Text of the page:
More posts to come next week
I’m looking forward to seeing how a telemed appointment works out. I’ll do a post about how the whole telemed experience went. There will also be another post about the results from the neurologist. Finally, this upcoming week I will have a post up about going times I have to go out in public during the coronavirus outbreak.
Song of the Day: Too Much Time On My Hands
Luckily, I have been busy working remotely for the tax office. That has kept me pretty busy. But, even with the tax deadline being extended, I now have a lot less work to keep me busy. I have a feeling this Styx song will be going through my head while I’m isolating at home with my family.
Bonus Song: Fooling Yourself (The Angry Young Man)
I thought I would stick with Styx for another song. If you haven’t noticed, I am very into music. This particular song was my personal theme-song when I decided to quite a job some decades ago and changed the direction of my career. That was a great move, and I have no regrets.
Actually, this isn’t all of Styx. This video has Tommy Shaw (of Styx) singing this song with a youth orchestra. I love the things that can be found on YouTube!
Since finishing chemo in December of 2018, I have had maintenance infusions of Rituximab every eight weeks. Next Wednesday, I was scheduled to have my next round of maintenance. However, with all of this coronavirus stuff going on, I wondered if maintenance infusions were even considered important enough that the hospital would keep doing these infusions. Also, my wife is presumed to have COVID-19, and my household is under quarantine for two weeks. In this post, I will briefly discuss whether maintenance is essential and what my oncologist had to say about my maintenance infusions going forward.
Is maintenance essential?
I belong to a few online support groups for lymphoma patients. It seems that different oncologists have different opinions about whether maintenance is essential when a global pandemic is going on. The clinic I go to appears to treat this as an essential procedure. I got my notification from the clinic confirming the appointment yesterday. I did contact my oncologist after getting that notification, but honestly, I forgot to ask her whether maintenance infusions were considered essential. Most of my time speaking with her was about other issues (expanded upon in the next section).
If you or someone you are caring for is going through maintenance, I would suggest calling the oncology team and finding out if they are still doing maintenance. I’ve spoken with many who live in communities with the rapid spread of the coronavirus. In those cases, maintenance infusions have generally been postponed. I think the term “essential” for medical conditions can change rapidly depending on the current coronavirus spread in an area.
The conversation with my oncologist
In yesterday’s post, I noted my wife is presumed to have COVID-19. Most of my phone conversation with the oncologist revolved around me quarantining myself away from my wife. She recommended I avoid her as much as possible and wash my hands regularly. Additionally, she wants me to wear a mask when I am around my wife. Basically, she wants me to be under quarantine away from my quarantined wife (my words, not hers). It is almost like I’m going through chemo again.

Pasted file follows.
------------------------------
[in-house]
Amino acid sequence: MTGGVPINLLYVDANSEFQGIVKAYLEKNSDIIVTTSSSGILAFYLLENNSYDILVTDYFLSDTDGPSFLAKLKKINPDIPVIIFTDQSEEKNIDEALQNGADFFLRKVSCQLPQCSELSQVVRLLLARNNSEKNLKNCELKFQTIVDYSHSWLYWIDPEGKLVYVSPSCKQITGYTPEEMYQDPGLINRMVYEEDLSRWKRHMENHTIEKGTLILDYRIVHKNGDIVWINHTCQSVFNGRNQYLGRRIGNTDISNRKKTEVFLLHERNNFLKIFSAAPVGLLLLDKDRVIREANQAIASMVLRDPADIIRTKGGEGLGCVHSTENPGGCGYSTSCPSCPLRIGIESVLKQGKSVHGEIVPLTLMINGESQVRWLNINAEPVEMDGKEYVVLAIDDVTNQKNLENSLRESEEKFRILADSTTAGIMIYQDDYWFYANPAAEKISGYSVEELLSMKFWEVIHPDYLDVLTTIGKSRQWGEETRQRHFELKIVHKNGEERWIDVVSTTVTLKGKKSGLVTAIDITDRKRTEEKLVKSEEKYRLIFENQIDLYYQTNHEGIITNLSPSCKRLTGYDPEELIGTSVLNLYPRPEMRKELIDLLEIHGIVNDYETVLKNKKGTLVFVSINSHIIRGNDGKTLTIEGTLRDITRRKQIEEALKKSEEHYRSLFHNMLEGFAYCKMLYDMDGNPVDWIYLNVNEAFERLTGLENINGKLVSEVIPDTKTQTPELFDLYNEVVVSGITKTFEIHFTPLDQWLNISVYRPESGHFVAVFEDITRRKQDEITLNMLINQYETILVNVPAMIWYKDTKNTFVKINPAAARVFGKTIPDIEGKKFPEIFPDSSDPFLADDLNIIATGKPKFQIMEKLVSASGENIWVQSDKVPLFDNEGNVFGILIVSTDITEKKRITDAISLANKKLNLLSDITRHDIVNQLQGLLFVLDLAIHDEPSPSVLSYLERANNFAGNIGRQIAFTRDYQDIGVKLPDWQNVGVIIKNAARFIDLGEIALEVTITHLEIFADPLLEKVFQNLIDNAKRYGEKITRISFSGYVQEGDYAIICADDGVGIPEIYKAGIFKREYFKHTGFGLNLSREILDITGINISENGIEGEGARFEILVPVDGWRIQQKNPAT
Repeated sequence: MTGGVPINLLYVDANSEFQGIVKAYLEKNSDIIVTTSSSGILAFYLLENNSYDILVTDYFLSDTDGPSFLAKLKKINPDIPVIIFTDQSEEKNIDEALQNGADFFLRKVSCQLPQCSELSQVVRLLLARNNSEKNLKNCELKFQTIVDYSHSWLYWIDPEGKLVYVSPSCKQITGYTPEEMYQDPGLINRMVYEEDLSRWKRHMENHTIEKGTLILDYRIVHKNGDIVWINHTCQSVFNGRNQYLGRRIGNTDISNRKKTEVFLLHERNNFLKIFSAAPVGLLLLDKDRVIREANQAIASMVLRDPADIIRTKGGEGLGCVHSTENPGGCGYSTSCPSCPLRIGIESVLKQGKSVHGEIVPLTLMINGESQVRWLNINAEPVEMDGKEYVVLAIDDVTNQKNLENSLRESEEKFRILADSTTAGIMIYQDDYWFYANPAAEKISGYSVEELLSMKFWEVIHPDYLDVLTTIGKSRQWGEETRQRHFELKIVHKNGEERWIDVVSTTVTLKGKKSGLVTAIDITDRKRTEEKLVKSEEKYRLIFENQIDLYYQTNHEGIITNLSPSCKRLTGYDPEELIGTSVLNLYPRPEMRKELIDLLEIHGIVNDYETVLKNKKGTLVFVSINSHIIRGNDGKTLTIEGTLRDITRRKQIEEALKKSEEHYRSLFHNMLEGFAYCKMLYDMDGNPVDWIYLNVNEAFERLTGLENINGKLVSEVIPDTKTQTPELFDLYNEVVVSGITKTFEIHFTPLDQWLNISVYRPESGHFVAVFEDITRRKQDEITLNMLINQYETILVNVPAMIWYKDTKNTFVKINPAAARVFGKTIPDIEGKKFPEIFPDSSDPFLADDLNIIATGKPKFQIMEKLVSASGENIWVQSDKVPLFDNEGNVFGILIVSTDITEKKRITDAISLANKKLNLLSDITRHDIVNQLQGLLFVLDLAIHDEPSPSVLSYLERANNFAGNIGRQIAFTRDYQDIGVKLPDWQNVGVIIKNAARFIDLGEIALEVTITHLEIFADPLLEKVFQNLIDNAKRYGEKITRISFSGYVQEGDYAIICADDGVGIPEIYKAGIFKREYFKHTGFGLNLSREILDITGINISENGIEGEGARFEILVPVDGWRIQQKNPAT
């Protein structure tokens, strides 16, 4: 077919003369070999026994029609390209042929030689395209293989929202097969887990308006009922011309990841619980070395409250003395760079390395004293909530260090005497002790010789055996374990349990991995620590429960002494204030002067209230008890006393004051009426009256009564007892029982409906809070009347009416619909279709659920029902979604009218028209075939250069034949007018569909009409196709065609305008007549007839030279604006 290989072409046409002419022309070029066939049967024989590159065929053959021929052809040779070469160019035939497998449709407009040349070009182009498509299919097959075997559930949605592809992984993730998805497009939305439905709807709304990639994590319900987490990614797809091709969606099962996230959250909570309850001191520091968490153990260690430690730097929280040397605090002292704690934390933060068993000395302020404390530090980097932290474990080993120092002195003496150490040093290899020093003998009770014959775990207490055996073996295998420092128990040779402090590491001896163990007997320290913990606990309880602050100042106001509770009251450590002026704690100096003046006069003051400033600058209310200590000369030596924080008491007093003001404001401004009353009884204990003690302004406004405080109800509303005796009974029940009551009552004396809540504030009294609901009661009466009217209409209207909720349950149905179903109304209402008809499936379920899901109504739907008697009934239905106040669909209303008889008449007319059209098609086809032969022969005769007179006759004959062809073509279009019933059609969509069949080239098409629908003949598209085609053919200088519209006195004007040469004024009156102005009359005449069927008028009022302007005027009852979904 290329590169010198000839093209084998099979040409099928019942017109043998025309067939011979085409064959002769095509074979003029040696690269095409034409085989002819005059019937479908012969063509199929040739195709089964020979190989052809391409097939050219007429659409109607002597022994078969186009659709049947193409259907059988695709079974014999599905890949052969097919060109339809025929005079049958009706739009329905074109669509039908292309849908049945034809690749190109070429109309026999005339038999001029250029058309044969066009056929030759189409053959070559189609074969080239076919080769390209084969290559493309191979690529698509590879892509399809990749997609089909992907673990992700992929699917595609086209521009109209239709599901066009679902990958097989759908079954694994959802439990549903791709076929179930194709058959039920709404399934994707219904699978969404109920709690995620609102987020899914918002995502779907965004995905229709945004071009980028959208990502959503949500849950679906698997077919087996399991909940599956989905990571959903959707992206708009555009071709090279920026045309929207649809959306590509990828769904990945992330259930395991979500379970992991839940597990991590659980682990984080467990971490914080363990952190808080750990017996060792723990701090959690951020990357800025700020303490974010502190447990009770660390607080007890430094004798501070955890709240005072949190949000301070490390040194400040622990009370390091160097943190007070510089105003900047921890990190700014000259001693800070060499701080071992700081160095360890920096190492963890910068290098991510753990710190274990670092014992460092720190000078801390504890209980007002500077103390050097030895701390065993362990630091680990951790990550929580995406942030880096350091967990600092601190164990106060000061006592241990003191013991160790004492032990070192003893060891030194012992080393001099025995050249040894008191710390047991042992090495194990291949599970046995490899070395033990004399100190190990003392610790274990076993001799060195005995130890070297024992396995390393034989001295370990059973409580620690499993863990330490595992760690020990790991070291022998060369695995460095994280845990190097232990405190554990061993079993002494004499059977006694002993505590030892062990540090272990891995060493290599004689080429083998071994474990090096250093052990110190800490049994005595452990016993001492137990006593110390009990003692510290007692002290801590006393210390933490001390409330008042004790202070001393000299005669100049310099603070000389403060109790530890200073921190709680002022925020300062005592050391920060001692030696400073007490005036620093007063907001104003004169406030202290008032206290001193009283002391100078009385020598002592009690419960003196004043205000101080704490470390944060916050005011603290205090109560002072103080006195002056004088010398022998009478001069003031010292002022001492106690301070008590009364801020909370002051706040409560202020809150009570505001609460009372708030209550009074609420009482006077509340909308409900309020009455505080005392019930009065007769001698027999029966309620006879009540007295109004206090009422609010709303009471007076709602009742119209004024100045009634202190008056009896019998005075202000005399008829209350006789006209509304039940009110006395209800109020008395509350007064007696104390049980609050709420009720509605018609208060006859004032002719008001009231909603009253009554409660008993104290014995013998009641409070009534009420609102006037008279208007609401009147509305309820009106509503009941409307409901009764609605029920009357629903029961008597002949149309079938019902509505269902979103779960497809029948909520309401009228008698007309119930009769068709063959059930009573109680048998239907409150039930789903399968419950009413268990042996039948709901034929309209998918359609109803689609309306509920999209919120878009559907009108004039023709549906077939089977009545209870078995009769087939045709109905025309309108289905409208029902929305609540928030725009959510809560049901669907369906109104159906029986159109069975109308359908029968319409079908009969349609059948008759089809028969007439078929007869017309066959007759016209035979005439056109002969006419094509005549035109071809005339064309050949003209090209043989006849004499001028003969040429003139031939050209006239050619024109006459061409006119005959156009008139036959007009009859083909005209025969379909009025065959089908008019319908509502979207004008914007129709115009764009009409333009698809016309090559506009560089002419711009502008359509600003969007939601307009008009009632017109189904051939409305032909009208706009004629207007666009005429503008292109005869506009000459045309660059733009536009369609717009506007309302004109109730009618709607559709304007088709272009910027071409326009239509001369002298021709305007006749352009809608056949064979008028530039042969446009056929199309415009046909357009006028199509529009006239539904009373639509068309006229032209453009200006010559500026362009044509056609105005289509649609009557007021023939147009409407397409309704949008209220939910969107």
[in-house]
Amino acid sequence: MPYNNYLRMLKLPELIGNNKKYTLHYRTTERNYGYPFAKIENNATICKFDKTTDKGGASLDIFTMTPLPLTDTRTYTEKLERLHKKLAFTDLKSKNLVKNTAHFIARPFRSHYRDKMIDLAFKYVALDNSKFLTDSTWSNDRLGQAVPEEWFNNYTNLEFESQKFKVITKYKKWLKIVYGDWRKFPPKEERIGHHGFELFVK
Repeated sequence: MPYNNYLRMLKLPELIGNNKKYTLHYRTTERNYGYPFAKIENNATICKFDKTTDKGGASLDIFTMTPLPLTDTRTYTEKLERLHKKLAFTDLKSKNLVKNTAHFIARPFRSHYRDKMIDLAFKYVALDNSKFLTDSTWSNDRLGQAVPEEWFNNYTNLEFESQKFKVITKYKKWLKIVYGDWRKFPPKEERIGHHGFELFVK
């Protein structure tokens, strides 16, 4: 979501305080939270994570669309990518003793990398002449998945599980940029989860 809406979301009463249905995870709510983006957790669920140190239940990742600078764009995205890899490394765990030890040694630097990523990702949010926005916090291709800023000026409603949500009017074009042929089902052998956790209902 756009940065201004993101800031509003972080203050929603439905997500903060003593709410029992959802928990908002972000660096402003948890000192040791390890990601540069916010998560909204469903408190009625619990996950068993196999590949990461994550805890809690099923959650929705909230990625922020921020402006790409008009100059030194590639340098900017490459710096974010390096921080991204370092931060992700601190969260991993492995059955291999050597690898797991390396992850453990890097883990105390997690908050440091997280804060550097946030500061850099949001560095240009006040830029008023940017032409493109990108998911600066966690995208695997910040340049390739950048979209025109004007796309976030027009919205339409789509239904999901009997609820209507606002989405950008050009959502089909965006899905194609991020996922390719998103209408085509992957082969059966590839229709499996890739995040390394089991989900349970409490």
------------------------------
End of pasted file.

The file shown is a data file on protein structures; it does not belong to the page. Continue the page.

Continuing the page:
During the conversion, my oncologist noted that my immune system is compromised. It could be horrible for me to get the coronavirus. I’ve seen many lymphoma patients going through maintenance wondering if they have to be concerned. After speaking with my oncologist, I get the impression that we should be very concerned! Our immune system is not going to work as good as a healthy person’s immune system.
One other topic during the conversation with my oncologist was my memory issues. I affirmed that once again, I seemed to have memory issues. They seemed to begin about five days after receiving the Rituximab infusion and lasted for at least two weeks. Actually, now that I think about it, the memory issues lasted longer than two weeks. But they seemed to start getting a little better after two weeks. I’ll have to remember to tell the oncologist that.
The reason my maintenance was canceled
Since my wife and our whole household are under quarantine for two weeks, I knew next week’s appointment would not happen. What I didn’t know is if the oncologist would want to do it the week after, or cancel it altogether. What she decided to do was cancel the current appointment and follow up with me in a month. At that time, she will get an update on my status and my wife’s condition. If there continues to be community spread in Brown county, she might push any further maintenance even further into the future. Even so, due to my memory issues, I may be utilizing a different drug than Rituximab for ongoing maintenance.
I get at least a month off maintenance
Part of me is happy I get to another month without a maintenance infusion. Maybe I’ll start to feel better overall. But another part of me is quite unhappy about missing this maintenance infusion. I can’t help but wonder if changing my maintenance schedule will give the lymphoma cancer cells a chance to reorganize and start spreading rapidly again. I know my wife is terrified about me missing a maintenance infusion. All I can do is hope this time off maintenance doesn’t have any long-term repercussions.
Song of the day: I Want To Break Free
I have kind of a love/hate relationship with my Rituximab infusions. On the one hand, I love that the injections may keep cancer at bay for longer. But on the other hand, I hope to feel closer to normal now that I won’t be doing maintenance for at least another month. So I thought this great Queen song was in order:
Bonus Song: Red Barchetta